Naomi Yasui, Maggie Groat &, Leisure : ESP Mtl
November 14–December 21, 2013

Battat Contemporary gallery is pleased to announce a joint initiative exhibition exchange with Toronto gallery Erin Stump Projects to debut at Battat Contemporary on November 14th with the presentation of ESP Mtl. This inaugural event will be followed by a corresponding exhibition of works by artists from Battat Contemporary with Erin Stump Projects in Toronto in April 2014. Open since 2011, Erin Stump Projects was quickly identified as among the most promising and dynamic of Toronto's new galleries, with a noteworthy roster of emerging Canadian artists. ESP Mtl provides an insightful and imaginative survey of convergences in the practices of Erin Stump Projects artists and collaborators Maggie Groat, Leisure (Meredith Carruthers & Susannah Wesley) and Naomi Yasui.

Maggie Groat is a visual artist working in a variety of media including collage, sculpture, artists' books, site-specific interventions, and field studies. Forming an ongoing research-based practice, her work explores studies for possible futures, relationships and reconnections to Indigenous land and the interdisciplinary potential of artistic intervention and envisioning.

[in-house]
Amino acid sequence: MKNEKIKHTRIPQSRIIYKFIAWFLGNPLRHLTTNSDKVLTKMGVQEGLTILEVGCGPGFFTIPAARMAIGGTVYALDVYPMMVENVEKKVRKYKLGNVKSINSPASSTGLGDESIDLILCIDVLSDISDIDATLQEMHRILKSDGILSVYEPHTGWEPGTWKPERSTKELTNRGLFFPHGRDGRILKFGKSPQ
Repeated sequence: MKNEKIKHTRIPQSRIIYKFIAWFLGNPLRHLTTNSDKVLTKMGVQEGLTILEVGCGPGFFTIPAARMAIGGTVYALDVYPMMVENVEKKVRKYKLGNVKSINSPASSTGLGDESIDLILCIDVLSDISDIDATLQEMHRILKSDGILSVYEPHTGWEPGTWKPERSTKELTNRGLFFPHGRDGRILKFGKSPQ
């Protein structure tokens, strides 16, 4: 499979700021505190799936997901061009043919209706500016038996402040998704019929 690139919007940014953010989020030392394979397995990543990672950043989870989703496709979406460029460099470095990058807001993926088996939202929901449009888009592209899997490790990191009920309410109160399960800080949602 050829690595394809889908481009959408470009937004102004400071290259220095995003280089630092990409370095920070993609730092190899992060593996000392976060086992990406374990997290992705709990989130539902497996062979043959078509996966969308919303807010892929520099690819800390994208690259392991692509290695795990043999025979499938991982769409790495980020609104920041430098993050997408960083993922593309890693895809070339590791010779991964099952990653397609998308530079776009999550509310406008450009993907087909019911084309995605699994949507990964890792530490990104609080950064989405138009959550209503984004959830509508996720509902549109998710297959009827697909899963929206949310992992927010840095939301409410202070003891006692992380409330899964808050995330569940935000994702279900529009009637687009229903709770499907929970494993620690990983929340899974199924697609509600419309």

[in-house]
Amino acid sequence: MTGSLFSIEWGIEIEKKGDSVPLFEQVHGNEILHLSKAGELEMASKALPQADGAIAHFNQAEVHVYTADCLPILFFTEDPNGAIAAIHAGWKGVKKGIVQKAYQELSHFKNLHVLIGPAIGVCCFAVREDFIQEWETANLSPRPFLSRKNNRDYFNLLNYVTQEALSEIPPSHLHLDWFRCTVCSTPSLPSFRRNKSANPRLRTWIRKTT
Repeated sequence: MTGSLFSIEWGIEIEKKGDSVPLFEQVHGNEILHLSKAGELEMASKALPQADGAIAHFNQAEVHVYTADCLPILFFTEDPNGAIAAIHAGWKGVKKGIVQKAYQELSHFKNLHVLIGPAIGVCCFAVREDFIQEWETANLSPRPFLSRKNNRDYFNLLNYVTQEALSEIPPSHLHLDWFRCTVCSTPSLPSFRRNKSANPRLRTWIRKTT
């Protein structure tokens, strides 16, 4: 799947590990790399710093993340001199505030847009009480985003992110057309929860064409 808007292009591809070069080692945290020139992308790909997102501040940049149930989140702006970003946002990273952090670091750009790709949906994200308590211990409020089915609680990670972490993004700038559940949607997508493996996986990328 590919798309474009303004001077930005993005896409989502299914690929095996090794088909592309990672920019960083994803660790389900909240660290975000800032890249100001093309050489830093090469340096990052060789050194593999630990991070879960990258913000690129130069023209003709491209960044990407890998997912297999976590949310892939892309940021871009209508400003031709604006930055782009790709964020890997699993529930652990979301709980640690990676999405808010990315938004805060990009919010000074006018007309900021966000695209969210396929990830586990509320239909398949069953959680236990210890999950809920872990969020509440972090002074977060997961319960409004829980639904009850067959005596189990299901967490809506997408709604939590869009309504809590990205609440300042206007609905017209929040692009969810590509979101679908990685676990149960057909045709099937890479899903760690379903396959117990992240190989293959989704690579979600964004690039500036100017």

Shared Armature is a new body of work by Leisure (Meredith Carruthers & Susannah Wesley) that explores the creative act of framing and reframing, of exhibition and display as a creative medium. Inspired by the creative dialogue of floral artist Constance Spry (1886-1960) and painter Gluck (1895-1978), Shared Armature delves into the gaps and shadows of historical documentation with the aim of activating and inhabiting the underlying framework of a shared visual and formal vocabulary.

With an interdisciplinary practice that locates itself between installation, performance and sculpture, the work of ceramic artist Naomi Yasui puts into question the relations between object and creator, and those between creator and viewer. Also inspired by the work of artist Constance Spry, the series presented in ESP Mtl invites the viewer to interrogate, through formal references and art history, the object. More from Naomi Yasui More from Leisure